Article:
PSD2 in a nutshell
PSD2 (Revised Payment Service Directive) is a directive issued by the European Commission in order to fortify customer rights, facilitate competition in banking, and increase Internet payment safety via SCA (Strong Customer Authentication). The original European payment services directive came into force in 2007. The PSD2 directive expands considerably on the original version of PSD.
PSD2 in practical terms
The aim of the PSD2 regulation is to create open banking in EEA, while ensuring online payment security based on defined rules. For the first time ever, this directive authorizes bank customers to use the services of third-party providers through open APIs. Rather than rely completely on traditional banking services, PSD2 enables both customers and businesses to manage finances more conveniently and affordably via a wider choice of third-party providers.
Customers will be able to use various fintech services to analyze their spending, pay bills, take loans or make transfers, while their money is deposited in their bank accounts. European banks are obligated to create a system of open APIs that provide access to customer accounts. Third-party providers are authorized to provide financial services while using bank data.
The deadline for all EU member states to enact PSD2 into national law was January 2018. Following the initial stage, two deadlines were stipulated:
- March 14, 2019
By March 14, 2019, all Account Servicing Payment Service Providers (ASPSPs) – which refers to any institution that provides and manages payments accounts – were supposed to have set up a testing or sandbox environment including APIs, support and documentation. The comcept was to provide a six-month period to test authorising payment services before the final date of implementation.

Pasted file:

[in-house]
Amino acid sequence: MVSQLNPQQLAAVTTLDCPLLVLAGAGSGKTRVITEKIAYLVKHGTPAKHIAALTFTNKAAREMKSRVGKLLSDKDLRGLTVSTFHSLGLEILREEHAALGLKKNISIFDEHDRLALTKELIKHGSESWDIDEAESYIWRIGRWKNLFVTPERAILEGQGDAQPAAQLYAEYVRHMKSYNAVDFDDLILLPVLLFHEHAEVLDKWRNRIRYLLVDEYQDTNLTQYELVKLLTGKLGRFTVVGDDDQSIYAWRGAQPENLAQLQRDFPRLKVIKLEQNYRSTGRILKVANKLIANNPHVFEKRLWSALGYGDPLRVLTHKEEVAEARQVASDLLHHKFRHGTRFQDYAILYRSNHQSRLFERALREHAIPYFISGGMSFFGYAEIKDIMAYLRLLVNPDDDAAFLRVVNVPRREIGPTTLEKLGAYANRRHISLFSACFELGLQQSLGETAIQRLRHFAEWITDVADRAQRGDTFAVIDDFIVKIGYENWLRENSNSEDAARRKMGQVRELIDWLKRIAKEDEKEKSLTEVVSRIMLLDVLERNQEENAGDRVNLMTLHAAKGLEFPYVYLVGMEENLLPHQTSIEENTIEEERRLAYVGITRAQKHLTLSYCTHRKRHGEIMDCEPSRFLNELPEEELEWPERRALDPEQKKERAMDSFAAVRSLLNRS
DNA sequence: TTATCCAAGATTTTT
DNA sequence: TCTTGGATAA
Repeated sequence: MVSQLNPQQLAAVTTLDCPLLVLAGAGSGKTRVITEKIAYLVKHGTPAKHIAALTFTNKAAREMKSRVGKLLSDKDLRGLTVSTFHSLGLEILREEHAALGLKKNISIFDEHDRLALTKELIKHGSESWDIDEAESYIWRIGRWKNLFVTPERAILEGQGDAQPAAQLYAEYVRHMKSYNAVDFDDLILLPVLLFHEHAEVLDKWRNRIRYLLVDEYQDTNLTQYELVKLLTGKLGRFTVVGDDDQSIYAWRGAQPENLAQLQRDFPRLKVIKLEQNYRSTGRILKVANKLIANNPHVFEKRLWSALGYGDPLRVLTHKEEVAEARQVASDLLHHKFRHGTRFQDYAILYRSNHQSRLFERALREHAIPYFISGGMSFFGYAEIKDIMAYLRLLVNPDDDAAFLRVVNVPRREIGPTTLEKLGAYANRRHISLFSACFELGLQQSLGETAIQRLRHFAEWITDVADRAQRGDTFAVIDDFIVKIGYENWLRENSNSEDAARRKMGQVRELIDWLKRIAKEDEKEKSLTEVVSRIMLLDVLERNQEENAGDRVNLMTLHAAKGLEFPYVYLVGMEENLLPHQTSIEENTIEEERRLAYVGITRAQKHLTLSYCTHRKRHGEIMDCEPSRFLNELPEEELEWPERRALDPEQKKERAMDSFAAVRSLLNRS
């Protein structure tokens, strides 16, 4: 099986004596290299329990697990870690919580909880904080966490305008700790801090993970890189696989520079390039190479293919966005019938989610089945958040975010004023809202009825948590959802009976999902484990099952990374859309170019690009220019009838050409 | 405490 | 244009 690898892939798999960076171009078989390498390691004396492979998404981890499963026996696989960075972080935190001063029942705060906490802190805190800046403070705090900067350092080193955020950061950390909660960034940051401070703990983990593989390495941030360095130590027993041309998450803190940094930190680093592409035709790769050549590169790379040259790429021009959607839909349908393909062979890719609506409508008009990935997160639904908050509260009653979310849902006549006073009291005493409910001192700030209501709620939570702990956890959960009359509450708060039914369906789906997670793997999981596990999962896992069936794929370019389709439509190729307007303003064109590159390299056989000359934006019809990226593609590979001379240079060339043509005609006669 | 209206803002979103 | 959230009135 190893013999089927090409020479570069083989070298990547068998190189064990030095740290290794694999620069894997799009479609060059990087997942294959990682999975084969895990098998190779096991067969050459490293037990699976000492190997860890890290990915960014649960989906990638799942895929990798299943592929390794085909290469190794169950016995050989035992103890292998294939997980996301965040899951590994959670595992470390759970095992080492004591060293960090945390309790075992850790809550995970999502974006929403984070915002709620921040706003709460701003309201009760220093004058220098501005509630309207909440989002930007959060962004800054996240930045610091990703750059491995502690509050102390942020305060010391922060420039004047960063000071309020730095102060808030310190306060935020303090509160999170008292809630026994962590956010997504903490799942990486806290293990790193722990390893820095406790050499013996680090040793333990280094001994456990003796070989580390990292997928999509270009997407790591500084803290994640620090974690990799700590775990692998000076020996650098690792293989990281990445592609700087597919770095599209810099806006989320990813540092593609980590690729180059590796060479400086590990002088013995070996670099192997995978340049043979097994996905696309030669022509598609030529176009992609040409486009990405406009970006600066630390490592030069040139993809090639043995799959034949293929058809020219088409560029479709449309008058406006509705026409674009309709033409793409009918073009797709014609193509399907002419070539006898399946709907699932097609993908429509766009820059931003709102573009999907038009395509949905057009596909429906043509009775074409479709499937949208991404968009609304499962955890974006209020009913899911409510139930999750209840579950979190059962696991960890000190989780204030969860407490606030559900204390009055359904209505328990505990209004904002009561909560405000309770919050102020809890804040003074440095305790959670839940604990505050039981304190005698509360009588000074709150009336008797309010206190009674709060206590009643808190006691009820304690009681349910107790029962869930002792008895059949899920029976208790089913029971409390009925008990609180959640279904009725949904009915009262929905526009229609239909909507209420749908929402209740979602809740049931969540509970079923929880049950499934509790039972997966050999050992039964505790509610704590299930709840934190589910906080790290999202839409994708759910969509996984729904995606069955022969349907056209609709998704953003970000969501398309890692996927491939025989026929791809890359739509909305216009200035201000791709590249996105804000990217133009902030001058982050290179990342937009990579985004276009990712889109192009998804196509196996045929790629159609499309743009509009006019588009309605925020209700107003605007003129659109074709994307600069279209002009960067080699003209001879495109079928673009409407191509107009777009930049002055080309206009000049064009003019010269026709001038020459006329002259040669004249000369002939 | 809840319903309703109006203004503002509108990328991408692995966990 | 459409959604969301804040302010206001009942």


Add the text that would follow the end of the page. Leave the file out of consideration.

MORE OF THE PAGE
If a financial institution is incapable of setting up secure APIs independently, it can partner with a technological network with readymade API portals.
- September 14, 2019
The final compliance deadline is mid-September of this year. At this stage, SCA will be required as well as access to accounts (XS2A). SCA is a crucial element, which obligates customers to authenticate themselves by combining two out of the three following options:
- Something you have – using a device only available to the customer (such as a cell phone)
- Something you know – unique information (such as a PIN) only available to the customer
- Something you are – physical evidence unique to yourself such as facial or voice recognition
Optimizing the purchasing process
While robust security is vital, it is no less important for the merchant to ensure a frictionless user experience. To facilitate the process, some operators are adopting behavioral biometrics, which uses machine learning to analyze a user’s unique typing cadence, finger pressure or other personal parameters in order to ensure continuous authentication behind the scenes.
Other ways for merchants to ensure smooth purchasing processes include the use of e-wallet payment methods (which already include two-factor authentication), integration with payment platforms that optimize payment processing, and developing user-friendly mobile apps for seamless shopping experiences.